Awards: I-80/U.S. 50; I-15; EBMUD; Caltrans middle-mile broadband infrastructure
Value: $704 million
Clients: California DOT, East Bay Municipal Utility District, City of Temecula, California.
As an example of public funding resiliency in the face of broader construction financing concerns, Flatiron has won four California agency-led projects worth a combined $704 million.
I-80 and U.S. 50 corridor - $204.8 million
Caltrans, the state’s DOT, tapped a Flatiron-led joint venture with Teichert to deliver a $204.8 million project along the I-80 and U.S. 50 corridor in Yolo County to enhance safety and reduce traffic.
A weekend escape route for Bay Area residents looking for recreation in Lake Tahoe and the Sierra Nevada Mountains, it’s the only freeway connection between San Francisco and Sacramento, and links to the I-505 connector for travelers headed north on I-5.
The eastbound lanes on Friday evenings and westbound lanes on Sunday afternoons are routinely choked with traffic. Flatiron said the project will contribute to environmental sustainability through more efficient traffic flow via traffic monitoring and traveler information systems.
Rehabilitation of more than 10 miles of roadway will require more than 100,000 cubic yards of concrete pavement. The plan aims to widen two bridges and modify nine others.
I-15 French Valley Parkway Phase II - $71.5 million
Flatiron also kicked off the $71.5 million I-15 French Valley Parkway Phase II project in Southern California in collaboration with the City of Temecula.
With more than 200,000 vehicles traveling on the roadway daily, this highway section is considered among the top ten worst-congested freeway segments in the U.S., Flatiron said. In July 2019, Temecula received a $50 million U.S. Department of Transportation Infrastructure & Rebuilding America Grant to support the project.
The second of a three-phase improvement plan, this project calls for constructing collector and distributor lanes along northbound I-15 from Winchester Road Interchange to the I-15/I-215 Junction.
Other project highlights include construction of a new bridge over the I-215 Freeway, widening two bridges and constructing 40-foot-high retaining walls. Flatiron completed Phase I of improvement plan in 2013.
East Bay Municipal Utility District water treatment projects - $237 million
Flatiron secured a $237 million contract for work at the Upper San Leandro and Sobrante Water Treatment Plants near Oakland.
East Bay Municipal Utility District selected Flatiron for a maintenance and reliability project at San Leandro and chemical systems safety improvements at Sobrante. San Leandro was built in 1927 and delivers water to the Oakland, San Leandro, San Lorenzo, Piedmont, Hayward and Castro Valley communities.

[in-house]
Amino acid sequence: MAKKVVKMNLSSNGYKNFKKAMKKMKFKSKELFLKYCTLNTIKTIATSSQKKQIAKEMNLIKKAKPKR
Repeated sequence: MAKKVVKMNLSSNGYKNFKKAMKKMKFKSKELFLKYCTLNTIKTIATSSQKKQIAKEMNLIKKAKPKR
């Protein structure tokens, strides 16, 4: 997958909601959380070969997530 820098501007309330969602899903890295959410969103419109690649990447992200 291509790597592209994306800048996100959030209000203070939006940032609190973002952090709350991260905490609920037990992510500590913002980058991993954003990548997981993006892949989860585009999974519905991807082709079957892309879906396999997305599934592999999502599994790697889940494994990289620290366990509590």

Without disrupting existing provision of drinking water, Flatiron will upgrade existing facilities and construct new ones — including improvements to the raw water control valve and flocculation and sedimentation basins; replacement of the existing below-grade chlorine contact basin; and replacement, rehabilitation and addition of tanks, pumps and pipelines associated with the reclaim and solids handling system, according to a news release.
Caltrans middle-mile broadband network - $191 million
Caltrans awarded two preconstruction services contracts worth $191 million to a Flatiron-led joint venture with LTS Managed Technical Services, or Ledcor. The projects will create middle-mile broadband infrastructure for unserved and underserved California communities.
The District 5 project, in California’s Central Coast region, focuses on communities throughout San Luis Obispo and Santa Barbara counties. Through approximately half of the 208-mile project route, the construction team will face challenging rocky soil conditions. A majority of the route along State Route 1 is located within the jurisdiction of the California Coastal Commission, with large portions in locations deemed as “critical coastal areas,” requiring significant biological and aquatic mitigation. The route also crosses historic bridge structures, major rivers, railroad lines, canals and overpasses.
The District 2 project, located in far Northern California, focuses on communities throughout Lassen, Plumas, Shasta, Siskiyou and Tehama counties. The 250-mile project route requires 48 bridge crossings including the Pit River Bridge over Lake Shasta, plus challenging installation through sloping rocky terrain and near Rock Creek Reservoir Dam.
Correction: This story was updated to reflect the correct combined dollar value for the projects.